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August coffee prices reach new highs over concerns about future supply and freight costs

August coffee prices

In August 2021, coffee prices recorded the tenth consecutive month of increase, sparked by concerns over supply, due to climate adverse conditions in major producing countries and increasing freight costs coupled with covid-19 lockdown restrictions disrupting trade flows in Asia.

The monthly average of the International Coffee Organization (ICO) composite indicator increased by 5.2 per cent to 160.14 US cents per pound in August 2021 from 152.24 US cents in July 2021. The level reached in August 2021 represented an increase of 51.3 per cent since the start of the current coffee year.

The monthly average of the ICO composite indicator in August 2021 is the highest level since 162.17 cents per pound was recorded in November 2014.

The ICO says prices of Arabica coffee have recorded substantial increases while those of Robusta coffee registered a moderate upturn. Concerns over the size of the next Brazilian crop, exacerbated by the recent frost, have led to record high volatility of the spot and futures prices.

In terms of market fundamentals, exports of all forms of coffee by all exporting countries to all destinations totalled 10.7 million 60-kilogram bags in July 2021, an increase of 1.7 per cent compared with 10.5 million bags in July 2020.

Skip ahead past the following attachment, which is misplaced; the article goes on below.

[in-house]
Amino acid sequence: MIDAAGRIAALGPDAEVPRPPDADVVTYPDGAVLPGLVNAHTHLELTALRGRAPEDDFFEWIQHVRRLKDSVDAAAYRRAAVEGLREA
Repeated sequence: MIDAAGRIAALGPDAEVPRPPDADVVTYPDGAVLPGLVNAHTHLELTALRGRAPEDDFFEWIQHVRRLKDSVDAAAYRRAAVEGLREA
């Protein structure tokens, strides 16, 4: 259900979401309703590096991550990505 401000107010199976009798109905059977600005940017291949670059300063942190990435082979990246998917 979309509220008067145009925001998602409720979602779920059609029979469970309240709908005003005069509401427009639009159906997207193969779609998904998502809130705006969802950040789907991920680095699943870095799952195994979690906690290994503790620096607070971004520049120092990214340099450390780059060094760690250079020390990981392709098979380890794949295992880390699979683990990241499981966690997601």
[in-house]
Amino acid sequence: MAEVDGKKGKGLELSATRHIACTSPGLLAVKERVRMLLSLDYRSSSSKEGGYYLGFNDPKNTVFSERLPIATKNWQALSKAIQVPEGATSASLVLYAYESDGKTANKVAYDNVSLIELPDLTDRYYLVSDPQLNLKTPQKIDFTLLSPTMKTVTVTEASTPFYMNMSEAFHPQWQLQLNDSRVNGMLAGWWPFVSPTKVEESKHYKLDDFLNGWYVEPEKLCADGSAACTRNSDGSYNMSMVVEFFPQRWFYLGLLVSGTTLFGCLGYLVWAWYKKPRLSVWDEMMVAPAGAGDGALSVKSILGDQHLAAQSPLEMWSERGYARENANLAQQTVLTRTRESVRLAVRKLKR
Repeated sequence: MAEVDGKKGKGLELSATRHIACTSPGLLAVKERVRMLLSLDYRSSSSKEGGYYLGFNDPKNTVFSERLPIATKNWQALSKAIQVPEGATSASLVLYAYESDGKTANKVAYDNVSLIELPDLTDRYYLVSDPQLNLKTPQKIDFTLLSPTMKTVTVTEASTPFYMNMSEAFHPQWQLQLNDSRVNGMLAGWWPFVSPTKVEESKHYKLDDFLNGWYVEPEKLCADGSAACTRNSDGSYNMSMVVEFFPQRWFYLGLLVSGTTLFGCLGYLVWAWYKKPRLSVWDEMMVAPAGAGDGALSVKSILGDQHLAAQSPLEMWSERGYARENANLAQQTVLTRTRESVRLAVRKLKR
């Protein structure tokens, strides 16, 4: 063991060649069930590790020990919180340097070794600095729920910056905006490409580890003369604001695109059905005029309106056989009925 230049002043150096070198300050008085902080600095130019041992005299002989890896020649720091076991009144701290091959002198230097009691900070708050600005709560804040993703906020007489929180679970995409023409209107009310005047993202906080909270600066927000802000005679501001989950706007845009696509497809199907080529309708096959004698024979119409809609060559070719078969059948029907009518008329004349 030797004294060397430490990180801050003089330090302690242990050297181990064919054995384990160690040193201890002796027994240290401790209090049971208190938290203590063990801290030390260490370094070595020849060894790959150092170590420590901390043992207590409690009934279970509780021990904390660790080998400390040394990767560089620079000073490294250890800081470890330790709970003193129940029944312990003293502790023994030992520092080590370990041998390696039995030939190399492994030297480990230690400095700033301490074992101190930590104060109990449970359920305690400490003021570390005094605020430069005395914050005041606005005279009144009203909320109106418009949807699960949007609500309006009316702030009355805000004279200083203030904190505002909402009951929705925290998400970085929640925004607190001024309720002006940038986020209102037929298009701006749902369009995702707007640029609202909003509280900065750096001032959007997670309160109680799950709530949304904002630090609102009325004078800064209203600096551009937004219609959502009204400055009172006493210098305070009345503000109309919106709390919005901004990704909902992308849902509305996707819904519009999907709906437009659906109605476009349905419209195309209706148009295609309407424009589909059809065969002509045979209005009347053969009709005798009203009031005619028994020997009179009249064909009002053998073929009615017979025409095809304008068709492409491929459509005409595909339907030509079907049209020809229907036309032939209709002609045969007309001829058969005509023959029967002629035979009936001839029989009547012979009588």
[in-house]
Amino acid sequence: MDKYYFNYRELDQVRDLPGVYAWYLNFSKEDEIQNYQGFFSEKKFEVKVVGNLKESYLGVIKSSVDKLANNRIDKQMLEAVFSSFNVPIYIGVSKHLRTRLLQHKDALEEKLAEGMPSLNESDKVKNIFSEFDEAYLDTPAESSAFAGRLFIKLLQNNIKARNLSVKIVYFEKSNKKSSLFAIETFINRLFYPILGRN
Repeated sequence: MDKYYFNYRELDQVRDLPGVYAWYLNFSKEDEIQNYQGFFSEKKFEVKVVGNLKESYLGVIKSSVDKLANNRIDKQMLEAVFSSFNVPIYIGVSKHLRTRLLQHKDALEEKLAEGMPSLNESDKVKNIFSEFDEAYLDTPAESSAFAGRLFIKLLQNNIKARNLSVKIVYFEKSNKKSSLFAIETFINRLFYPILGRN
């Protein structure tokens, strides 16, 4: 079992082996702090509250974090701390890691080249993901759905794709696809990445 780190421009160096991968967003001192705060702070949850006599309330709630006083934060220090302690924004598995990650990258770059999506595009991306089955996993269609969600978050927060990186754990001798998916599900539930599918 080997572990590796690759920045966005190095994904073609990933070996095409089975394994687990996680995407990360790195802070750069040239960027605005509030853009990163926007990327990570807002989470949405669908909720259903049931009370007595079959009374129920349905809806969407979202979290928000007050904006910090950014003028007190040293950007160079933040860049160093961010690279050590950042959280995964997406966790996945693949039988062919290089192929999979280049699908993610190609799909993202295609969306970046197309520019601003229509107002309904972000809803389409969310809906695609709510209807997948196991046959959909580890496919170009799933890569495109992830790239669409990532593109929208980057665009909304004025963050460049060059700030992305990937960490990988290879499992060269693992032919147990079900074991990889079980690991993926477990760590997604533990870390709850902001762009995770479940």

The level of total exports in July 2021 is 4.4 per cent below the volume of 11.9 million bags recorded in July 2019, before the pandemic. Total exports of all forms of coffee over the first 10 months of coffee year 2020/21 (October 2020 – July 2021) amounted to 108.96 million bags, an increase of 2.2 per cent compared with 106.63 million bags during the same period in coffee year 2019/20.

Cumulative exports from August 2020 to July 2021 are estimated at 129.7 million bags, an increase of 1.6 per cent compared with the 127.6 million bags recorded from August 2019 to July 2020.

World consumption for coffee year 2020/21 is projected at 167.01 million bags, an increase of 1.9 per cent over the level of 163.9 million bags recorded in coffee year 2019/20 and 0.3 per cent lower than the 167.6 million bags observed in coffee year 2018/19 before the pandemic.

Domestic consumption in producing countries represented 30.2 per cent of the total volume of world consumption, with the remaining 69.8 per cent being consumed in non-producing countries.

The projection for total production in coffee year 2020/21 is 169.64 million bags, representing a marginal increase of 0.4 per cent on the 169 million bags harvested in coffee year 2019/20. However, the ICO says a substantial reduction of world production is expected in coffee year 2021/22 as some important origins have been affected by climate-related shocks.

For more information, visit www.ico.org

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